Implementing Union-Find algorithms in Haskell

by kwangseo

The union/find algorithm makes critical use of updatable state. Its efficiency relies on the set representations being simplified each time the structure is examined. Purely functional languages, which lack updatable states seem inherently inefficient to implement the the algorithm.

Fortunately, we can implement the algorithm efficiently in Haskell with the help of ST monad which provides support for strict state threads.. It is described in the PLDI ’94 paper by John Launchbury and Simon Peyton Jones Lazy Functional State Threads.

data UnionFind s = UnionFind {
    ids:: STUArray s Int Int
  , szs:: STUArray s Int Int
  }

newUnionFind :: Int -> ST s (UnionFind s)
newUnionFind n = liftM2 UnionFind (newListArray (0, n-1) [0..n-1]) (newArray (0, n-1) 1)

find :: (UnionFind s) -> Int -> Int -> ST s Bool
find uf p q = liftM2 (==) (root uf p) (root uf q)

root :: (UnionFind s) -> Int -> ST s Int
root uf i = do
    id <- readArray (ids uf) i
    if (id /= i)
        then do
            gpid <- readArray (ids uf) id
            writeArray (ids uf) i gpid
            root uf id
        else return i

unite :: (UnionFind s) -> Int -> Int -> ST s ()
unite uf p q = do
    i <- root uf p
    j <- root uf q
    szi <- readArray (szs uf) i
    szj <- readArray (szs uf) j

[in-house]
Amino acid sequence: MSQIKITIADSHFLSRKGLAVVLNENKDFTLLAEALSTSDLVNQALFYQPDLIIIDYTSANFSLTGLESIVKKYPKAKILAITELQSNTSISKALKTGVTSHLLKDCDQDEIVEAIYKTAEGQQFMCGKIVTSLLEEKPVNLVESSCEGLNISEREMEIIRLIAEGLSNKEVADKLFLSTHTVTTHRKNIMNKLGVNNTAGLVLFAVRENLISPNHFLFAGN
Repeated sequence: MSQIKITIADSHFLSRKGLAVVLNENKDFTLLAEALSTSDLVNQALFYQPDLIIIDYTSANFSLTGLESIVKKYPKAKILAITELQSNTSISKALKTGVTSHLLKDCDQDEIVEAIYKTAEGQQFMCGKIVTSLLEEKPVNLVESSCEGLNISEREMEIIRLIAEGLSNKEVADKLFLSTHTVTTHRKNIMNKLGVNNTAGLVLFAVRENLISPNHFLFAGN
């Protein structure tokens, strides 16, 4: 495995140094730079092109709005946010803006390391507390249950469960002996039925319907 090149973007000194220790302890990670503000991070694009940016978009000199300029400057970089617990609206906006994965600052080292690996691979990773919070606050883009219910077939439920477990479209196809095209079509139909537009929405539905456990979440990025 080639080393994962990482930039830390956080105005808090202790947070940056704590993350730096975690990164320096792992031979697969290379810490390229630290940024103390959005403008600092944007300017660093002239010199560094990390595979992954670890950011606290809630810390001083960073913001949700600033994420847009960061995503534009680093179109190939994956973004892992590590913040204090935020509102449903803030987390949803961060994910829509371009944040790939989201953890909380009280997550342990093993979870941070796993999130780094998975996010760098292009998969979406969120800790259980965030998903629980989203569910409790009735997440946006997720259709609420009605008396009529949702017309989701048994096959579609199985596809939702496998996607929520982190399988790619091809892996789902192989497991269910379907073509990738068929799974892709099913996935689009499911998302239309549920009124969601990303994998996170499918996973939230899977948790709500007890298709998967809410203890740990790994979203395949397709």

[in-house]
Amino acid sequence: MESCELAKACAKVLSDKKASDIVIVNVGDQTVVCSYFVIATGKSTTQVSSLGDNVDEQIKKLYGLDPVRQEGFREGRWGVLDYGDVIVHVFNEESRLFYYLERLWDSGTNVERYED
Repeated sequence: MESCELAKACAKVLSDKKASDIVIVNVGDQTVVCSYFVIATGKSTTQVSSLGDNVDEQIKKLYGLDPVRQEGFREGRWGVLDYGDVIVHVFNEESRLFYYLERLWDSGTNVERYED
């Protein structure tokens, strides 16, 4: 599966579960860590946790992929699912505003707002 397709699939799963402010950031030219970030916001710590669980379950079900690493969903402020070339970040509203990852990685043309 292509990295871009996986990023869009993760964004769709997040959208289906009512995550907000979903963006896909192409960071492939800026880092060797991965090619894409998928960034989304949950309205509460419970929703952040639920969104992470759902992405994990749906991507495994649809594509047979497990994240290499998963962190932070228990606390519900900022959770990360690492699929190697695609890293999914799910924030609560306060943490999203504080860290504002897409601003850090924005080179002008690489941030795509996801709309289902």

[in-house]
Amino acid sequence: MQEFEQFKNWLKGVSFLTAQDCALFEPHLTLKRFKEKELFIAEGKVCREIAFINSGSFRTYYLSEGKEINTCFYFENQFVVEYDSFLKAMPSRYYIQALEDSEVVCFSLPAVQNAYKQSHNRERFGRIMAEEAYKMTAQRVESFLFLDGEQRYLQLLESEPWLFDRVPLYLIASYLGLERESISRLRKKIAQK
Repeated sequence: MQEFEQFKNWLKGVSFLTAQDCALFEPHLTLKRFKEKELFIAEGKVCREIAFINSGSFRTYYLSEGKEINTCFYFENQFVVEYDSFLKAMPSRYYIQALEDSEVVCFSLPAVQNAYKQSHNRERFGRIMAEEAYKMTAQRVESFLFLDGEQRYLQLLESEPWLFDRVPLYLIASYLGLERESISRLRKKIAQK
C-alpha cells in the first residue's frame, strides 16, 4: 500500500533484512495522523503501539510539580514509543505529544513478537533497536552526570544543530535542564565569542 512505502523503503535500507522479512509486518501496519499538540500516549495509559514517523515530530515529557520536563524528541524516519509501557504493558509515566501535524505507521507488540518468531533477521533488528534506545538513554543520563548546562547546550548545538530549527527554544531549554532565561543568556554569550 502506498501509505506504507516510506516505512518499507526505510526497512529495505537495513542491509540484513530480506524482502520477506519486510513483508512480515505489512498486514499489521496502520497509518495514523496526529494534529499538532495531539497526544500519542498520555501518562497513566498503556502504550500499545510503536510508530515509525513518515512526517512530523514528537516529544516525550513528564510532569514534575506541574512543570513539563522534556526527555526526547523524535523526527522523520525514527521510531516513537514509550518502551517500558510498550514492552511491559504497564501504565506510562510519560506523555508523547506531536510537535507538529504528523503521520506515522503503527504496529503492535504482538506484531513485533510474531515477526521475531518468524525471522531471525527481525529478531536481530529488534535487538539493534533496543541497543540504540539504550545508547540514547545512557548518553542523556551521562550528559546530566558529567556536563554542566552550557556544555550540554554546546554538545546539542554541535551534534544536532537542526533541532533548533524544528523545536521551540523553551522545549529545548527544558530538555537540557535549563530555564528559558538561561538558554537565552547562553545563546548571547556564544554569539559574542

if (szi < szj)
        then do
            writeArray (ids uf) i j
            writeArray (szs uf) j (szi + szj)
        else do
            writeArray (ids uf) j i
            writeArray (szs uf) i (szj + szi)

The code above implements the weighted quick-union with path compression specified in Union-Find Algorithms. You can see that the code is almost the same to the Java code. Because ST monad uses mutable memory internally, the behavior is also the same to that of imperative languages.

You can run the code with runST function.

main = print $ runST $ do
    uf <- newUnionFind 10
    unite uf 3 4 -- 0, 1, 2, {3, 4}, 5, 6, 7, 8, 9
    unite uf 4 9 -- 0, 1, 2, {3, 4, 9}, 5, 6, 7, 8
    unite uf 8 0 -- {0, 8}, 1, 2, {3, 4, 9}, 5, 6, 7, 8
    unite uf 2 3 -- {0, 8}, 1, {2, 3, 4, 9}, 5, 6, 7
    unite uf 5 6 -- {0, 8}, 1, {2, 3, 4, 9}, {5, 6}, 7
    unite uf 5 9 -- {0, 8}, 1, {2, 3, 4, 5, 6, 9}, 7
    unite uf 7 3 -- {0, 8}, 1, {2, 3, 4, 5, 6, 7, 9}
    unite uf 4 8 -- 1, {0, 2, 3, 4, 5, 6, 7, 8, 9}
    find uf 1 2 -- False

You can see the complete source code here.

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